What are the long-term side effects of radiation for breast cancer?
Long-term effects of radiation therapy
- Radiation therapy causes changes to the skin and underlying tissues so the breast may feel firmer and be slightly smaller after treatment.
- Some patients experience breathlessness, a dry cough, and/or chest pain two to three months after finishing radiation therapy.
What are the long-term side effects of radiation treatment?
Radiation to the brain can also have side effects that show up later – usually from 6 months to many years after treatment ends. These delayed effects can include serious problems such as memory loss, stroke-like symptoms, and poor brain function.
Can radiation cause problems years later?
It tends to develop in the years following treatment and slowly worsens over time. Symptoms can include pain, loss of strength, decreased feeling (sensation), loss of coordination, or loss of movement or function of the muscle. The area affected will depend on the area that was in the radiation field.
What are the most common side effects of radiation therapy for breast cancer?
Common side effects during treatment may include: Mild to moderate fatigue. Skin irritation, such as itchiness, redness, peeling or blistering, similar to what you might experience with a sunburn. Breast swelling.
What can become a part of long-term side effects of breast cancer treatment?
These long-term and late side effects may include:
- Pain and numbness (peripheral neuropathy)
- Dental issues.
- Musculoskeletal symptoms.
- Bone loss and osteoporosis.
- Heart problems.
How long does breast radiation side effects last?
Most skin changes get better within a few months. Changes to the breast tissue usually go away in 6 to 12 months, but it can take longer.
What are 5 harmful effects of radiation?
Here are a few common health effects or harmful effects of radiation on the human body.
- Hair. Loss of hair fall occurs when exposure to radiation is higher than 200 rems.
- Heart and Brain. Intense exposure to radiation from 1000 to 5000 rems will affect the functioning of the heart.
- Blood System.
- Reproductive Tract.
Does radiation stay in your body forever?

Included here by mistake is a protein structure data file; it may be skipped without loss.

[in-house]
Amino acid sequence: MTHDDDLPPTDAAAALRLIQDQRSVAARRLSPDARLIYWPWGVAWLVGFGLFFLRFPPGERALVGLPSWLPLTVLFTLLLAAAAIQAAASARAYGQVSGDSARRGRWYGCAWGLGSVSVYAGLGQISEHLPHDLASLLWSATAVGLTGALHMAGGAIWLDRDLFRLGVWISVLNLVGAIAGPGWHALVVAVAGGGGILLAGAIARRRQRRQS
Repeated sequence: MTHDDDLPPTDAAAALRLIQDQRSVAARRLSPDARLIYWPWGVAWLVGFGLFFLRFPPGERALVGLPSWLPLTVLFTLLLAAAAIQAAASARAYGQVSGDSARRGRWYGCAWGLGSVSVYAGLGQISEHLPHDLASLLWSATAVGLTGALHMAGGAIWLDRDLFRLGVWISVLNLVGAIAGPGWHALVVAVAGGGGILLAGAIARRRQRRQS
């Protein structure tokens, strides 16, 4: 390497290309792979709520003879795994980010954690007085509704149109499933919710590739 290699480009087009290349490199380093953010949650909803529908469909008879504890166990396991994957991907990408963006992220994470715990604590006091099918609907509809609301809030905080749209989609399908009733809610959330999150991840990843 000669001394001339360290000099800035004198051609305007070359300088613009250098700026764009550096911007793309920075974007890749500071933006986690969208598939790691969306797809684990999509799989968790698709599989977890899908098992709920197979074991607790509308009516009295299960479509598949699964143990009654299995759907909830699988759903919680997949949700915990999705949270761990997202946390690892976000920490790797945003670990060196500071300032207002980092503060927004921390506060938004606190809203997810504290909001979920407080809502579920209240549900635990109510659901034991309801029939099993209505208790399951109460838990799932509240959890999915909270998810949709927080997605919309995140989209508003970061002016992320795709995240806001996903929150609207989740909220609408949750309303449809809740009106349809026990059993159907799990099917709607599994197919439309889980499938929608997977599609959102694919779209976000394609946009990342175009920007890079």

The radiation stays in the body for anywhere from a few minutes to a few days. Most people receive internal radiation therapy for just a few minutes. Sometimes, internal radiation therapy can be given for more time. If so, they stay in a private room to limit other people’s exposure to radiation.
Can radiation cause breast pain years later?
Pain in the breast or chest area Although these are usually mild, they can continue for months or even years, but they usually become milder and less frequent over time. You may also have stiffness and discomfort around the shoulder and breast or chest area during and after treatment.
How long does it take to recover from radiation therapy for breast cancer?
You may start to notice side effects about 2 weeks after you start radiation therapy. They may get worse during your radiation therapy, but they’ll slowly get better over 6 to 8 weeks after your last treatment. Some side effects may take longer to go away.
Can you get pain 2 years after radiotherapy?
Summary: Nearly 50 percent of women surveyed indicate they experience pain symptoms 2 to 3 years after breast cancer treatment, with women who were younger or who received supplemental radiation therapy more likely to have pain, according to a new study.
What are the risks of breast cancer radiation?
– Overall: sHR, 1.16 (95% CI, 1.07-1.26) – History of chemotherapy: sHR, 1.23 (95% CI, 1.11-1.38) – Left-sided radiation: sHR, 1.29 (95% CI, 1.13-1.48) – Endocrine therapy: sHR, 1.23 (95% CI, 1.12-1.34)
What are the most common breast cancer radiation side effects?
Swelling in the breast
What is radiation therapy best for breast cancer?
Whole breast radiation. Radiation to the entire affected breast is called whole breast radiation.
How long does it take to recover from radiation treatment?
The general effects of radiation therapy like fatigue, nausea, and headaches resolve fairly quickly after treatment. Your body just needs time to process the radiation but can recover within a few weeks. Delayed side effects of radiation therapy, on the other hand, may require further treatment to alleviate.